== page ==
I feel legit bad for the dude (and Val too, but). He’s clearly having some issues and is kinda breaking down in public ahah
He’s talking to the wrong person. He needs to bring this up to the family members who are all locked into the gift giving thing. I like the suggestion above about giving it to the person’s favourite charity, IF you can afford to, but if you can’t afford gifts, tell the family so.
The thing is a price for a small donation compared to ipod or tshirt etc is much cheaper. Even if you don’t have much, saying you will spend 10 bucks on each person on a charity is doable. Unless you have a VERY large family.
Am I the only one here who actually likes buying gifts for others?
Sure it’s consumerism, but noone says that you have to buy extremely expensive gifts. As long as you put time into finding the right gift for that person, the price is unimportant. I find it a great way to tell someone ”hey, I care for you and would like to give you a little something, simply for being you”.
Personal gifts > expensive gifts
Any gift > no gift
At least that’s what I think. Anyone?
That said, if you can’t afford to buy gifts, you don’t have to. I just happen to not see gift giving as pure evil destroying the idea of Christmas.
I’m with you, Helene. I love buying gifts for people, and getting gifts in return. It would really hurt me to be denied that part of Christmas.
It’s not necessary gift giving that I (and I am amusing most people on here) are against, it’s the fact that media is implying that to have a happy Christmas, you must get lots of gifts and it must be crap you don’t really need.
I like giving gifts but a lot of times I like to give something rare and/or personalized OR make something. Example – One year my mother really wanted a slow cooker. I bought her one and a gift card for the local groceries store. Hey, a weeks worth of groceries paid is awesome, practical and the slow cooker is something she still uses today.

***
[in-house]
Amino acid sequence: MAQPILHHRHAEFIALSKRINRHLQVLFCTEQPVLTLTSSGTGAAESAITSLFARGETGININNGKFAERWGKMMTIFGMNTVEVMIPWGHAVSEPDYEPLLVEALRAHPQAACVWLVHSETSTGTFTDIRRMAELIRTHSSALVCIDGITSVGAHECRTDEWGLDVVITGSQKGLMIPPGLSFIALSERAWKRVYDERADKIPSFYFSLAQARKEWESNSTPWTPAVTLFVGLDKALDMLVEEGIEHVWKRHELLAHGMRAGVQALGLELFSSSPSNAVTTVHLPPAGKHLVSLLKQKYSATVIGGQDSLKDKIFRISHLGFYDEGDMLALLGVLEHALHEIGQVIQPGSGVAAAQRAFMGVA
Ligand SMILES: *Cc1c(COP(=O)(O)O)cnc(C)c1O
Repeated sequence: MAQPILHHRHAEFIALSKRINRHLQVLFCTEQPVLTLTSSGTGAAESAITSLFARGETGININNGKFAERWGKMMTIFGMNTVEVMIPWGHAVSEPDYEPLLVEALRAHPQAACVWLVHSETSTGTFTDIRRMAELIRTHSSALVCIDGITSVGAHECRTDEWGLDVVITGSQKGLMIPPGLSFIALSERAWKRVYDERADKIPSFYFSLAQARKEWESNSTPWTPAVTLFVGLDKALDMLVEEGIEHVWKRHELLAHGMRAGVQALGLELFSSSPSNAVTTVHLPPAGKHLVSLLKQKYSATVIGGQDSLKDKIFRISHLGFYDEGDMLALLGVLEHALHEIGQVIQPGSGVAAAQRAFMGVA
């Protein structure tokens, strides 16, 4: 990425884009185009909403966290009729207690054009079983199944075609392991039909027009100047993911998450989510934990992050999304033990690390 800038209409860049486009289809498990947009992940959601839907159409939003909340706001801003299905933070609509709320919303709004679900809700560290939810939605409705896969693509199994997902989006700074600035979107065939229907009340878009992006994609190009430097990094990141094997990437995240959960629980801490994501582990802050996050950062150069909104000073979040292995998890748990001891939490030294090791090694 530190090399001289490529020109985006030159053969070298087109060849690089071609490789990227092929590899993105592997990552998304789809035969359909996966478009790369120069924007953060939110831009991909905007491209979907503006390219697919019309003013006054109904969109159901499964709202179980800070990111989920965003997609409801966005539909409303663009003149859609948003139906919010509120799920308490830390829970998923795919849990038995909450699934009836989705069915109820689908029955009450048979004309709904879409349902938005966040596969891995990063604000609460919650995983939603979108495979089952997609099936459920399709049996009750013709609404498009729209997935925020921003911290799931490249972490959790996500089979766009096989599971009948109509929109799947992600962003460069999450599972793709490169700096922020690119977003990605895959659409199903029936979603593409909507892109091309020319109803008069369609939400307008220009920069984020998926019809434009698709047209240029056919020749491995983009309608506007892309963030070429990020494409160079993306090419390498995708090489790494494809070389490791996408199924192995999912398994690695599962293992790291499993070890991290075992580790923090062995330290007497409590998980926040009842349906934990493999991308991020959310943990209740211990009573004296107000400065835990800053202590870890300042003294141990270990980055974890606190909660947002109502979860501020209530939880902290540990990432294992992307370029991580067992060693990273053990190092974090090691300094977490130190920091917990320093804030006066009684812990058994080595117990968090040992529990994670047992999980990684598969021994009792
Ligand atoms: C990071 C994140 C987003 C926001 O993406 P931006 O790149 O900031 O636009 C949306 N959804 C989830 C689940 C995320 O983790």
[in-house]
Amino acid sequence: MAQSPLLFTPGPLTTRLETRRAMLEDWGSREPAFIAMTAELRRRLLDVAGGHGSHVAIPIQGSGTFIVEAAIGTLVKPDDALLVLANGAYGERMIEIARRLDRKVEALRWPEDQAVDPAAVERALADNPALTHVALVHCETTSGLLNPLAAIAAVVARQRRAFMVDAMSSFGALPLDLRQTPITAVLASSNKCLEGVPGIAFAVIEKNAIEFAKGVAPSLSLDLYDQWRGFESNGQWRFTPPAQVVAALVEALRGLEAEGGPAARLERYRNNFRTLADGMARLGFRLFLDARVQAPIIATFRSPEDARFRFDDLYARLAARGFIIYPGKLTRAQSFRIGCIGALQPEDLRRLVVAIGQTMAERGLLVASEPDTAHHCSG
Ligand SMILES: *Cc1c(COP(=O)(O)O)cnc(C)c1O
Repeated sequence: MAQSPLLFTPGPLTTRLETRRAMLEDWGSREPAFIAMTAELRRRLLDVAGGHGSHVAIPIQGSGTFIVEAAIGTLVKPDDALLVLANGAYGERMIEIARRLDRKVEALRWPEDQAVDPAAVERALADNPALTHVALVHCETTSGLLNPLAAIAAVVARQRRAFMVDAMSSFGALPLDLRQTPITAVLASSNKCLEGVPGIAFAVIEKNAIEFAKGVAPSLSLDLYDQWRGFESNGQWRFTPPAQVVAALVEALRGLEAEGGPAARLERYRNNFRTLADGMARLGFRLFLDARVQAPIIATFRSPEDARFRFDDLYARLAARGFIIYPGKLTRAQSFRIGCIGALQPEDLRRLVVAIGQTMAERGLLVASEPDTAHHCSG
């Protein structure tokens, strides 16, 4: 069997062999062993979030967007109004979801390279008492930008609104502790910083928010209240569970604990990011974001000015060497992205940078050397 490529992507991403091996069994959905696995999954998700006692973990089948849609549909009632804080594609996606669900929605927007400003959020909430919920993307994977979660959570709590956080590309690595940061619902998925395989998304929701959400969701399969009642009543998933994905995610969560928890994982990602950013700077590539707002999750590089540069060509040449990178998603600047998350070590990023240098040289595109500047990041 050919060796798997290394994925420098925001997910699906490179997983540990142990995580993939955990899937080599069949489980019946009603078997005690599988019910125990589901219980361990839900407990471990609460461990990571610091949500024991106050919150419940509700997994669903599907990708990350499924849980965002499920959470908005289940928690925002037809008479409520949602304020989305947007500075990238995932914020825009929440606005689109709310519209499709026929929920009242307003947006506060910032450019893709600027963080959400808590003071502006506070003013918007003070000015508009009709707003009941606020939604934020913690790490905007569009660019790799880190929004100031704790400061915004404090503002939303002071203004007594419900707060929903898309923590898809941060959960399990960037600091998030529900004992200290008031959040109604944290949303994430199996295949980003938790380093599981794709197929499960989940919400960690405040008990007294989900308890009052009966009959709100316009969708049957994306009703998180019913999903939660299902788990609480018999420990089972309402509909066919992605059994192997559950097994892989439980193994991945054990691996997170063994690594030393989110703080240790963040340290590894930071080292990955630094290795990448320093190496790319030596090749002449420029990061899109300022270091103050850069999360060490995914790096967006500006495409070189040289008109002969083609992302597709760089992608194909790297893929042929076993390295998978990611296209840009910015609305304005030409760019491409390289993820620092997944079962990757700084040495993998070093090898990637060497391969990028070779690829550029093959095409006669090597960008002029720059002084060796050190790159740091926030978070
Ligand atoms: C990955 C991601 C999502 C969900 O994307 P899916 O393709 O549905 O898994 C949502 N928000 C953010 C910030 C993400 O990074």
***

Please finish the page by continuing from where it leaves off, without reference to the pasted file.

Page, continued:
I am a practical person, I like to buy and get practical gifts. Things I will use.
That’s the issue with today, we are encouraged to buy buy buy things we don’t need or use. We are told that to be happy we need more stuff? what happens to the stuff? Sits somewhere, gatherers dust, then gets thrown out.
I am actually thinking of spending my holiday de-cluttering my room and believe it or not, I don’t have much as it is.
A branch of my family, with over a dozen siblings (each with multiple children), limited the gift load by drawing for one recipient each. With fewer people in her brood, my Mom just set a price limit per gift.
We do that too. It’s way easier and I feel like I can give a gift that really counts.
That’s what is done in the Netherlands. Each person picks a name from a hat or whatever then buys them a gift. Often warp the gift in a custom box that fits the persons interest. It’s a lot of fun.
I have grown to hate the holiday gift-giving as well. My husband and I are 300 miles from any family, so not only do we shoulder the cost of travel but we are also expected to buy gifts, too. The rest of our families like to go overboard on gifts so we feel obligated to spend more money than we can afford to on gifts just to “keep up” with them.